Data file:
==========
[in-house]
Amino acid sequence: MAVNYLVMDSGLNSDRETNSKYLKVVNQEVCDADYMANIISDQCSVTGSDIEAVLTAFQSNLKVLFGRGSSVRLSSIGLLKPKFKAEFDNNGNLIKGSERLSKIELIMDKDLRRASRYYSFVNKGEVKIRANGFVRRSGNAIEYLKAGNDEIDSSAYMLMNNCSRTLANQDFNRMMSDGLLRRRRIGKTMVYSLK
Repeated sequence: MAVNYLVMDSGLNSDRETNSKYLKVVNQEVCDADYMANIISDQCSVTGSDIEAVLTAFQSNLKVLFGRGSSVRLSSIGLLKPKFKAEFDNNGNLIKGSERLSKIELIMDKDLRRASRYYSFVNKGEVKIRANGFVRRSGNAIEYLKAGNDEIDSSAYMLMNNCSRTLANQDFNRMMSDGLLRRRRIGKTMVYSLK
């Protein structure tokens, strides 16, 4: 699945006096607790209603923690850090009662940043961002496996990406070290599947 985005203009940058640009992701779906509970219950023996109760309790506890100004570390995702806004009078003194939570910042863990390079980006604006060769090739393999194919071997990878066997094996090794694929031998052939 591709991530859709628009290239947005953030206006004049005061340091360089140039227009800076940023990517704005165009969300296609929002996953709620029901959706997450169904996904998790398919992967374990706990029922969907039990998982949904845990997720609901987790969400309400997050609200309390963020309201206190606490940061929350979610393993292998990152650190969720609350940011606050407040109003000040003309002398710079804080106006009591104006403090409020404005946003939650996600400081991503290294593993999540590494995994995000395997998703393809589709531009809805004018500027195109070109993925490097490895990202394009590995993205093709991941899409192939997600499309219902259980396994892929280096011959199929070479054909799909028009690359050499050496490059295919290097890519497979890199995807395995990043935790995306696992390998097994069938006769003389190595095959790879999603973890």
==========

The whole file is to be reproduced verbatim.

[in-house]
Amino acid sequence: MAVNYLVMDSGLNSDRETNSKYLKVVNQEVCDADYMANIISDQCSVTGSDIEAVLTAFQSNLKVLFGRGSSVRLSSIGLLKPKFKAEFDNNGNLIKGSERLSKIELIMDKDLRRASRYYSFVNKGEVKIRANGFVRRSGNAIEYLKAGNDEIDSSAYMLMNNCSRTLANQDFNRMMSDGLLRRRRIGKTMVYSLK
Repeated sequence: MAVNYLVMDSGLNSDRETNSKYLKVVNQEVCDADYMANIISDQCSVTGSDIEAVLTAFQSNLKVLFGRGSSVRLSSIGLLKPKFKAEFDNNGNLIKGSERLSKIELIMDKDLRRASRYYSFVNKGEVKIRANGFVRRSGNAIEYLKAGNDEIDSSAYMLMNNCSRTLANQDFNRMMSDGLLRRRRIGKTMVYSLK
């Protein structure tokens, strides 16, 4: 699945006096607790209603923690850090009662940043961002496996990406070290599947 985005203009940058640009992701779906509970219950023996109760309790506890100004570390995702806004009078003194939570910042863990390079980006604006060769090739393999194919071997990878066997094996090794694929031998052939 591709991530859709628009290239947005953030206006004049005061340091360089140039227009800076940023990517704005165009969300296609929002996953709620029901959706997450169904996904998790398919992967374990706990029922969907039990998982949904845990997720609901987790969400309400997050609200309390963020309201206190606490940061929350979610393993292998990152650190969720609350940011606050407040109003000040003309002398710079804080106006009591104006403090409020404005946003939650996600400081991503290294593993999540590494995994995000395997998703393809589709531009809805004018500027195109070109993925490097490895990202394009590995993205093709991941899409192939997600499309219902259980396994892929280096011959199929070479054909799909028009690359050499050496490059295919290097890519497979890199995807395995990043935790995306696992390998097994069938006769003389190595095959790879999603973890």